Australia's national science agency has called for leadership on climate change, amid concerns the public -and the public service - do not fully understand the risks it posed.
In a technical report about the 2019-20 bushfires commissioned by Prime Minister Scott Morrison, the CSIRO warned climate and disaster risks were growing across Australia.
The report, tendered to the Royal Commission into National Natural Disaster Arrangements on Monday, described many of the risks as systemic which required "coordinated, system-wide responses beyond emergency and disaster management to address".
"There is growing demand - from society and the financial services and disaster management sectors in particular - for coordinated action across all economic sectors, government portfolios and levels of decision making to mitigate climate and disaster risks, build resilience and adapt to change," CSIRO said.
"There are opportunities for a more harmonised, coordinated and collective approach which are hampered by under-developed, fragmented or uncoordinated awareness, understanding, and approaches to 'systemic risk' assessment and management in Australia."
However the high levels of "contestation and disinformation" about climate change meant there were "low levels of public understanding" of the causes and effects of climate and disaster risks.
There was also no common view among government departments regarding the common drivers of disasters.
"Government agencies tend to go through their own processes of defining problems and suggesting solutions," CSIRO said.
There was also no mandate or incentives to look at the broader, systemic risks associated with climate change within government.
"The existing remits of most organisations are limited to issues manifesting within their sector, portfolio or jurisdiction," the report said.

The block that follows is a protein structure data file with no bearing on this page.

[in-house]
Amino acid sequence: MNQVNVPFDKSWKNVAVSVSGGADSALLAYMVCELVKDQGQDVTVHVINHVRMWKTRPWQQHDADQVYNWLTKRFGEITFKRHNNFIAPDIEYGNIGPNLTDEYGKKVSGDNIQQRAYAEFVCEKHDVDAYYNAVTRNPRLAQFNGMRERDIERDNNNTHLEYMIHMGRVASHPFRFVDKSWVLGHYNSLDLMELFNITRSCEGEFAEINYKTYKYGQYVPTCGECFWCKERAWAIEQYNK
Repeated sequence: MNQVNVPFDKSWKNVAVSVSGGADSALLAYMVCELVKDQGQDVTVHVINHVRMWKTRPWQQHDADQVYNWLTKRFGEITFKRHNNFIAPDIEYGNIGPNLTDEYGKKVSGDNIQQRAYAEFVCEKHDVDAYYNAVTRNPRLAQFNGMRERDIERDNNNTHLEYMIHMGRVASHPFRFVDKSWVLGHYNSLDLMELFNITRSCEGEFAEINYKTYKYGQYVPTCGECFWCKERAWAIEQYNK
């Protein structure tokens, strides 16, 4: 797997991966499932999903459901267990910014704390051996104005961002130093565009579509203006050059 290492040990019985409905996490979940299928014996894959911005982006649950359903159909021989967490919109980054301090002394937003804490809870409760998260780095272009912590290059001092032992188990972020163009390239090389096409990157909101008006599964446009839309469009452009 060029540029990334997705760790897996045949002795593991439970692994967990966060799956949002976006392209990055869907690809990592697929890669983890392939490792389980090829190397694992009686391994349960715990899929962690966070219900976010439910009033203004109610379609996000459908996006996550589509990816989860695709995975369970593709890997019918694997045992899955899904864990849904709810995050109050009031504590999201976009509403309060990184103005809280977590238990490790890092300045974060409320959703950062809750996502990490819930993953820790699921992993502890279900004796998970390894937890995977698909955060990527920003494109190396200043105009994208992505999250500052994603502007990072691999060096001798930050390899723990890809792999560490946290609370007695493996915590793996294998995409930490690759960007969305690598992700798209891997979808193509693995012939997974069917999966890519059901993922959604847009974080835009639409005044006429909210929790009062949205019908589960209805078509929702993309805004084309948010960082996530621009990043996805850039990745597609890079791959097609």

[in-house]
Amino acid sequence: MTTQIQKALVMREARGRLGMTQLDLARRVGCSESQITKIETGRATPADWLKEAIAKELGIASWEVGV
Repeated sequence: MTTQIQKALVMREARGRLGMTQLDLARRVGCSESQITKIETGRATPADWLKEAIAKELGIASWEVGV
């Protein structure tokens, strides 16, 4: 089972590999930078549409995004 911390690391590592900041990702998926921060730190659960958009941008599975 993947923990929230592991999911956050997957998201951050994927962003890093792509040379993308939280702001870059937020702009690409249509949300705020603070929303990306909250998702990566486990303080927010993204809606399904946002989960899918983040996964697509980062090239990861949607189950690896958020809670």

"For example, drought and climate-related disaster are manifestations of the same set of climate-related drivers yet are dealt with separately by different agencies and sectors."
CSIRO called for leadership across all levels of government and society to make climate change and disaster risk reduction "mainstream" and help Australians understand the relevance of responding to the changing climate.
The agency also urged government to embed climate and disaster resilience as a national priority, making it the responsibility of all agencies and portfolios and making it central in any economic development and investment decision.
Critically, CSIRO called on government to invest in research to help bridge some of the knowledge gaps around climate change and natural disasters.
While multiple studies had concluded human-induced climate change had increased the risk of serious bushfires, there needed to be more research into how it impacted, droughts, damaging hail and tropical cyclones.
"This is primarily due to limitations in data, high natural variability and the challenges of simulating such events in models," the CSIRO said.
For example, while it is possible climate change is increasing the risk of large hail, scientists were not certain of this because of the limited period of observation and the inability of models to fully simulate future hail events.
The report comes after a Senate inquiry into the fires last week heard Australia was no longer a leader in climate change research.
"Research on climate change has plummeted over the last decade," Australian National University Climate Change Institute director Mark Howden said.
"This is not a minor reduction. This is a major reduction. And it's taken us in many ways from being a global leader in terms of the various dimensions of climate change work ... and put us way behind the the leaders of in that area."